“The nationwide network will be hardened, so that it will be more likely that many of today’s public safety systems remain operational in emergencies,” Haller said, pointing out that Amateur Radio should not expect to have access to FirstNet. He cautioned, “The endurance of Amateur Radio systems in disasters has been a big selling point in the past for incorporating amateur operators in emergency plans, but perhaps not so much in the future.”
NPSTC is a federation of organizations that work toward improving public safety communication and interoperability, and ARRL has a seat on NPSTC’s Governing Board. Haller predicted that Amateur Radio’s role in emergencies will not disappear. “There is no substitute for eyes and ears on the ground in an emergency,” he said, adding that radio amateurs “can and should continue to play an important part” in supporting emergency communication.
“Amateur operators can continue to provide valuable information to emergency operations centers in the recovery phase of disasters,” he said. “Whether that intelligence gathering is reporting on storm clouds, power outages, or road closures, amateurs can help provide critical, real-time information about conditions over a vast area. While first responders are treating the injured or protecting life and property, the amateur community can concentrate on assessing the overall picture.”
On March 30, FirstNet and the Commerce Department announced a 25-year partnership with AT&T as the primary contractor to make FirstNet a reality. “The ability to communicate seamlessly across jurisdictions is critical for law enforcement, fire, and emergency medical services (EMS) when securing large events or responding to emergencies and disasters,” a Commerce Department news release said. “In those instances, networks can become overloaded and inaccessible, limiting responders’ use of vital communication technologies, such as smartphones and applications dedicated to public safety services.”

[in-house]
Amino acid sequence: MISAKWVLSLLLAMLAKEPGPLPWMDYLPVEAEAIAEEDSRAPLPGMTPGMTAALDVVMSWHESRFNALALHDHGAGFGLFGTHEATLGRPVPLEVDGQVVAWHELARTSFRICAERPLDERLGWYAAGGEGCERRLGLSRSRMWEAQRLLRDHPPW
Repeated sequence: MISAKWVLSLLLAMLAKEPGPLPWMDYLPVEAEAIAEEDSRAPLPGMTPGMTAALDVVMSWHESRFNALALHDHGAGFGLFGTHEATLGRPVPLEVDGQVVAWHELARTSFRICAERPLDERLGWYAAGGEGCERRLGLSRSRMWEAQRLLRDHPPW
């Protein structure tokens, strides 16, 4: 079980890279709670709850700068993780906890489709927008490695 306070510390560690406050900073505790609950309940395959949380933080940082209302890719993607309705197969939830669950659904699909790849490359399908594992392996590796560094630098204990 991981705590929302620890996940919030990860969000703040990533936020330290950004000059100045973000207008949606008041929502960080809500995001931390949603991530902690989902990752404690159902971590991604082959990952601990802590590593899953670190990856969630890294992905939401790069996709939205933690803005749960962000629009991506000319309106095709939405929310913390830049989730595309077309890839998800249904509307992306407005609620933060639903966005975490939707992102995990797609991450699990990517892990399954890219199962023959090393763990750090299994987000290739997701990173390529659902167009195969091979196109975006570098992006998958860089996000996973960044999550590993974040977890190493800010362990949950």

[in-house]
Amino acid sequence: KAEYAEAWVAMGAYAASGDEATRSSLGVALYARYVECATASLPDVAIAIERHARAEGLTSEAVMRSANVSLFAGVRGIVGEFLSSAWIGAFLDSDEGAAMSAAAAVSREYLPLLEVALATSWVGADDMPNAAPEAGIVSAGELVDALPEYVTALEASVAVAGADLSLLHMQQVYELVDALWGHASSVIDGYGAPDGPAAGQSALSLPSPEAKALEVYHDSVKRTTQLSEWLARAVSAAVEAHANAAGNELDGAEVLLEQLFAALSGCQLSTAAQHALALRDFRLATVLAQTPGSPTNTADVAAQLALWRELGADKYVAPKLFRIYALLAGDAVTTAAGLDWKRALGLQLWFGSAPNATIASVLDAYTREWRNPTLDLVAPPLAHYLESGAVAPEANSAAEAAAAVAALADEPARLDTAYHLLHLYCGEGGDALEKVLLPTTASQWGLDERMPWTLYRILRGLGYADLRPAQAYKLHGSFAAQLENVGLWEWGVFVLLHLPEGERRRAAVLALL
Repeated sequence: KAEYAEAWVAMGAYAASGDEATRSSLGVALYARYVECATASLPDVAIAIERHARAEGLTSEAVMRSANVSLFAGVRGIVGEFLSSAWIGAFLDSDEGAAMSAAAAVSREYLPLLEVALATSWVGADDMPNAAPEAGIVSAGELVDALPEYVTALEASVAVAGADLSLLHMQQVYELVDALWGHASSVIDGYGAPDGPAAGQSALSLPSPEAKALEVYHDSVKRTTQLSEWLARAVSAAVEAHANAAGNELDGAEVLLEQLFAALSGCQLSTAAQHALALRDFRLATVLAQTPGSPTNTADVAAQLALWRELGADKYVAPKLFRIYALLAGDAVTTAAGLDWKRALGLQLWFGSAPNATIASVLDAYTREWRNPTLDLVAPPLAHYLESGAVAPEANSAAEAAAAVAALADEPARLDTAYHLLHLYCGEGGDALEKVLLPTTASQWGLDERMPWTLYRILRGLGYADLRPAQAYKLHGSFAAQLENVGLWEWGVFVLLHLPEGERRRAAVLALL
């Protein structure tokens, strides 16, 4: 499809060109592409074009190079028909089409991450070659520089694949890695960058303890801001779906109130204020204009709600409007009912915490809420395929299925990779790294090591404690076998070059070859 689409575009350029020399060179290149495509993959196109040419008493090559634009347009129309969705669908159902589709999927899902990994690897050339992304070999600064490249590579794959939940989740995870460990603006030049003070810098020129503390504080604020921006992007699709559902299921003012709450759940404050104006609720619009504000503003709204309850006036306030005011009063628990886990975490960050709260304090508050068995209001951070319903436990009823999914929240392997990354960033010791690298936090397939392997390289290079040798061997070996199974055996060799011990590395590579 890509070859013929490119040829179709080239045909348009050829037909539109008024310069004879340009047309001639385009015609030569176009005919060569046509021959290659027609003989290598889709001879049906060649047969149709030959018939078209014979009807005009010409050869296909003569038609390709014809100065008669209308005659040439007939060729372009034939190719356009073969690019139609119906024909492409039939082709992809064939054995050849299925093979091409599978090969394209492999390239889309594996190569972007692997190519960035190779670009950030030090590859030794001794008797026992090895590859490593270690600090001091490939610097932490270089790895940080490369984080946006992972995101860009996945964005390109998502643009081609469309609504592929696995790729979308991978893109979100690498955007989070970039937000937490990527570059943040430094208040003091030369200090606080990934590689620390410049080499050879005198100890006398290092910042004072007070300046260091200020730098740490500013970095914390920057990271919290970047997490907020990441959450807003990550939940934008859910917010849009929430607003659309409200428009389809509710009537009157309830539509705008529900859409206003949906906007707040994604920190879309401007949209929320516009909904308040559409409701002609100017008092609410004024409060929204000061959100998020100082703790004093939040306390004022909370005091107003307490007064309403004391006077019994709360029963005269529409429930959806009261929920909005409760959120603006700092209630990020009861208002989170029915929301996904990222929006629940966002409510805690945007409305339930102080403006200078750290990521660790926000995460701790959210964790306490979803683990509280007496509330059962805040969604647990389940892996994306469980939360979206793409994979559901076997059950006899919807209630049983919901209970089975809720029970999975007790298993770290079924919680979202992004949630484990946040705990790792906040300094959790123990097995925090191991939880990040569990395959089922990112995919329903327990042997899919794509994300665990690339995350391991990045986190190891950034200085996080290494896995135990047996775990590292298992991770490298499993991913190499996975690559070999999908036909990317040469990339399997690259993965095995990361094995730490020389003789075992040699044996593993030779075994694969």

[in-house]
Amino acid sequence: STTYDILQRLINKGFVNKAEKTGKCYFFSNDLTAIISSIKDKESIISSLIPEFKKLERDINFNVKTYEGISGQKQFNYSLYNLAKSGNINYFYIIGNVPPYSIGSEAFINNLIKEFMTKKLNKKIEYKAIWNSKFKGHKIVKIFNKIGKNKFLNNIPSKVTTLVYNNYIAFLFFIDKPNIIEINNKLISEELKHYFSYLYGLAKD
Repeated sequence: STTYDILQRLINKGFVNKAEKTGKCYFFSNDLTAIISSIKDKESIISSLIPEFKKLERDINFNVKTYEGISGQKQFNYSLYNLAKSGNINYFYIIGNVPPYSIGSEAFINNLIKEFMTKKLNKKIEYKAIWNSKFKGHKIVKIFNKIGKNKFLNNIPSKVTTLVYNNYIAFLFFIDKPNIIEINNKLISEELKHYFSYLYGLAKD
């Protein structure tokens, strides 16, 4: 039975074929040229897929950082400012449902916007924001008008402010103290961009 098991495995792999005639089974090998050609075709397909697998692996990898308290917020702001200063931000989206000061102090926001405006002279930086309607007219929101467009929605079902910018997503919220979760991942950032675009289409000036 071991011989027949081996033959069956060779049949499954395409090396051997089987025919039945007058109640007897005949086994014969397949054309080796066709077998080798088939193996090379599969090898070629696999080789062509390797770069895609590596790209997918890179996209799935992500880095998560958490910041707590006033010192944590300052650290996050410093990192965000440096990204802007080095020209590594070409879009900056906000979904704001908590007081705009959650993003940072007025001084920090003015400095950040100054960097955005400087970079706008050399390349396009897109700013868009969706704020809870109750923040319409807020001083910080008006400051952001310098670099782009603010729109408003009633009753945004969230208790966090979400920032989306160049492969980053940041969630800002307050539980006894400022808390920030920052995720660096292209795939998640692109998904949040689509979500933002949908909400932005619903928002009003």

Public safety agencies already use commercial wireless networks, such as AT&T and Verizon, to supplement their own radio systems and networks, although such communication is not point to point. FirstNet is initially targeted primarily to provide video and data, with mission-critical voice communication at least a decade away. EMS is likely to become a heavy user of the network, which will employ voice command functions a la Siri or Alexa.

“Be sure the public safety organizations never forget how valuable the amateurs are!” — NPSTC Chairman Ralph Haller, N4RH